As someone who loves to browse the library and sit and read among a community of readers, I can't wait to get my copy of Robert Dawson's The Public LIbrary: A Photographic Essay. This quote from the afterword by Ann Patchett eloquently captures both how essential public libraries are to our country, and the importance of our continued support and patronage:
"Know this — if you love your library, use your library. Support libraries in your words and deeds. If you are fortunate enough to be able to buy your books, and you have your own computer with which to conduct research, and you’re not in search of a story hour for your children, then don’t forget about the members of your community who are like you but perhaps lack your resources — the ones who love to read, who long to learn, who need a place to go and sit and think. Make sure that in your good fortune you remember to support their quest for a better life. That’s what a library promises us, after all: a better life. And that’s what libraries have delivered."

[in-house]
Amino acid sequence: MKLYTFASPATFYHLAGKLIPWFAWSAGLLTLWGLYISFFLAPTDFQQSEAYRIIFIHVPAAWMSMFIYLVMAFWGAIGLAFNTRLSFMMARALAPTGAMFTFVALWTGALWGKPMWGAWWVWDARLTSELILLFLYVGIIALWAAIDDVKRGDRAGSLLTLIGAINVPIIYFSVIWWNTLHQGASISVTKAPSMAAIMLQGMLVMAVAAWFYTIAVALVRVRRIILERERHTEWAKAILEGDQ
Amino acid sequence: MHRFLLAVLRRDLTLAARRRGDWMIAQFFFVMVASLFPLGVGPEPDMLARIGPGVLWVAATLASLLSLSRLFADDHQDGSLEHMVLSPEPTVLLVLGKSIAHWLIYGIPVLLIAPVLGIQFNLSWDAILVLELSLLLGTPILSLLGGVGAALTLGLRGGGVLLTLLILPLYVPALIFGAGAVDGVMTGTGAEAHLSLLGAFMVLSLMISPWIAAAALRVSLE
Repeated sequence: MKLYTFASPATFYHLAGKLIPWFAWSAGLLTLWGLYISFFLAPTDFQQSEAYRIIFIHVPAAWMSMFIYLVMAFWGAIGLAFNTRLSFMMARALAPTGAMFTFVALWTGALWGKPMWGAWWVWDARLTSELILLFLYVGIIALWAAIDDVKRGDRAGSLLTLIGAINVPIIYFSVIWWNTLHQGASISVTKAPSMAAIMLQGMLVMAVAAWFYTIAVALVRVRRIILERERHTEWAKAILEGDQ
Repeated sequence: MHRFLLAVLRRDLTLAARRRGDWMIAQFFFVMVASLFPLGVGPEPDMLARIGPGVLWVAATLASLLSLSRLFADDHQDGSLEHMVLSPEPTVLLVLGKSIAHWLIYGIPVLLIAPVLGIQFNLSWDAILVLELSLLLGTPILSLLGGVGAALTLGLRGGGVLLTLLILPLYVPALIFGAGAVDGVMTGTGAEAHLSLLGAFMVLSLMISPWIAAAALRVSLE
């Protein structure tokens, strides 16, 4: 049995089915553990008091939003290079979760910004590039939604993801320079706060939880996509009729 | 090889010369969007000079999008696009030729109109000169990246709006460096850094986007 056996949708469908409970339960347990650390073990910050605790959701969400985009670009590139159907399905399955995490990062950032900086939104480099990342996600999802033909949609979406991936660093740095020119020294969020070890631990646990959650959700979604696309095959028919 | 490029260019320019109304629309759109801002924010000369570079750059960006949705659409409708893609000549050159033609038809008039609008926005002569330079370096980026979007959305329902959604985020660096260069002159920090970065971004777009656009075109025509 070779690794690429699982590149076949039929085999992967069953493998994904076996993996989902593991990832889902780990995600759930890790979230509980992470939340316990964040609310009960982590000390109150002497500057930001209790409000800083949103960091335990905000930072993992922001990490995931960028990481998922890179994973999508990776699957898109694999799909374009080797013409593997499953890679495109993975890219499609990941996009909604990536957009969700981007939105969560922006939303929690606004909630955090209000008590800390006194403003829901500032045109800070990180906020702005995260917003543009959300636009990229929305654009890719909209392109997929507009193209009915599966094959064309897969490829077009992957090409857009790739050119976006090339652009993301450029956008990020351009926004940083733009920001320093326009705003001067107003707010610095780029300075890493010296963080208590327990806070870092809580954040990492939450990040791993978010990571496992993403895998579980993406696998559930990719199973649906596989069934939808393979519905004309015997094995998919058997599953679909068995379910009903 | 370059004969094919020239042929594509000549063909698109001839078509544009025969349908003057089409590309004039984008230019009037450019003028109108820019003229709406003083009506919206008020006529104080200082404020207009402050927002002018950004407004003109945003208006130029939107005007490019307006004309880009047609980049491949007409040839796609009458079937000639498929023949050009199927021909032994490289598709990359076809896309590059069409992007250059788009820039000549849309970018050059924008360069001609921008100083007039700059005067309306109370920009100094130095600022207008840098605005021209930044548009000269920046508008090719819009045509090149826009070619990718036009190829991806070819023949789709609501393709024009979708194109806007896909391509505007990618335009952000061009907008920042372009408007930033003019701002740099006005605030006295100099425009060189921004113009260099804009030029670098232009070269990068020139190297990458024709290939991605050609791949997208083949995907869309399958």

— Ann Patchett
I'm a regular member, for better or worse.
Note: Since neither I nor Tyrion Lanister are medical professionals, this should in no way be construed as health advice. We obviously all need much more sleep. And also way more reading. So maybe it's more time that we need?
I've been a little obsessed with this "Books Are Weapons in the War of Ideas" artwork for awhile now, and I'm even more so now that I know the story behind it. Here's a great article from The Atlantic about the Council on Books in Wartime and how patriotic publishers practically gave away (for six cents each) millions of their best books during WW2 and, as a result, created a nation of readers.